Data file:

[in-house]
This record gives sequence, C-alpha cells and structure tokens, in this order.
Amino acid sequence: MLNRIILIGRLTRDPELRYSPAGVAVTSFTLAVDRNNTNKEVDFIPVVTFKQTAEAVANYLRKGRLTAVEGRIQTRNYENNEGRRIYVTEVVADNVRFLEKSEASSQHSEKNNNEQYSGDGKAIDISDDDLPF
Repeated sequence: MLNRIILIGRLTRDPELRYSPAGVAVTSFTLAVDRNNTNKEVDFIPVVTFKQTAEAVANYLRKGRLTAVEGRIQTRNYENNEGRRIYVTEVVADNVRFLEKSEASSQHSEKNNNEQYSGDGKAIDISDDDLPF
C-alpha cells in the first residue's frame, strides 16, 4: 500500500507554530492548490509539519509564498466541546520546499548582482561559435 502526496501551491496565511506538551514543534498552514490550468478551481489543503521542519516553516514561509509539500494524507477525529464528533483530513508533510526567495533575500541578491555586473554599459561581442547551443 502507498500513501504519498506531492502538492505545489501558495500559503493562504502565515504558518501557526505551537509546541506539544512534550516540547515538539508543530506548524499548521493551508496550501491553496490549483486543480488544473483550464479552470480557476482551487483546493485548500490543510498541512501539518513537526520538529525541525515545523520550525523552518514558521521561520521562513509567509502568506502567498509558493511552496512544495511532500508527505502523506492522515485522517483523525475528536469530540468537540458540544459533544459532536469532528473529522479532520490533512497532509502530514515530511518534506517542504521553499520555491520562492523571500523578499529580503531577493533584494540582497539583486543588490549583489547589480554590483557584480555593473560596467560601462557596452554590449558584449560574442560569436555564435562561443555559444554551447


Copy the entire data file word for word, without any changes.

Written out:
[in-house]
This record gives sequence, C-alpha cells and structure tokens, in this order.
Amino acid sequence: MLNRIILIGRLTRDPELRYSPAGVAVTSFTLAVDRNNTNKEVDFIPVVTFKQTAEAVANYLRKGRLTAVEGRIQTRNYENNEGRRIYVTEVVADNVRFLEKSEASSQHSEKNNNEQYSGDGKAIDISDDDLPF
Repeated sequence: MLNRIILIGRLTRDPELRYSPAGVAVTSFTLAVDRNNTNKEVDFIPVVTFKQTAEAVANYLRKGRLTAVEGRIQTRNYENNEGRRIYVTEVVADNVRFLEKSEASSQHSEKNNNEQYSGDGKAIDISDDDLPF
C-alpha cells in the first residue's frame, strides 16, 4: 500500500507554530492548490509539519509564498466541546520546499548582482561559435 502526496501551491496565511506538551514543534498552514490550468478551481489543503521542519516553516514561509509539500494524507477525529464528533483530513508533510526567495533575500541578491555586473554599459561581442547551443 502507498500513501504519498506531492502538492505545489501558495500559503493562504502565515504558518501557526505551537509546541506539544512534550516540547515538539508543530506548524499548521493551508496550501491553496490549483486543480488544473483550464479552470480557476482551487483546493485548500490543510498541512501539518513537526520538529525541525515545523520550525523552518514558521521561520521562513509567509502568506502567498509558493511552496512544495511532500508527505502523506492522515485522517483523525475528536469530540468537540458540544459533544459532536469532528473529522479532520490533512497532509502530514515530511518534506517542504521553499520555491520562492523571500523578499529580503531577493533584494540582497539583486543588490549583489547589480554590483557584480555593473560596467560601462557596452554590449558584449560574442560569436555564435562561443555559444554551447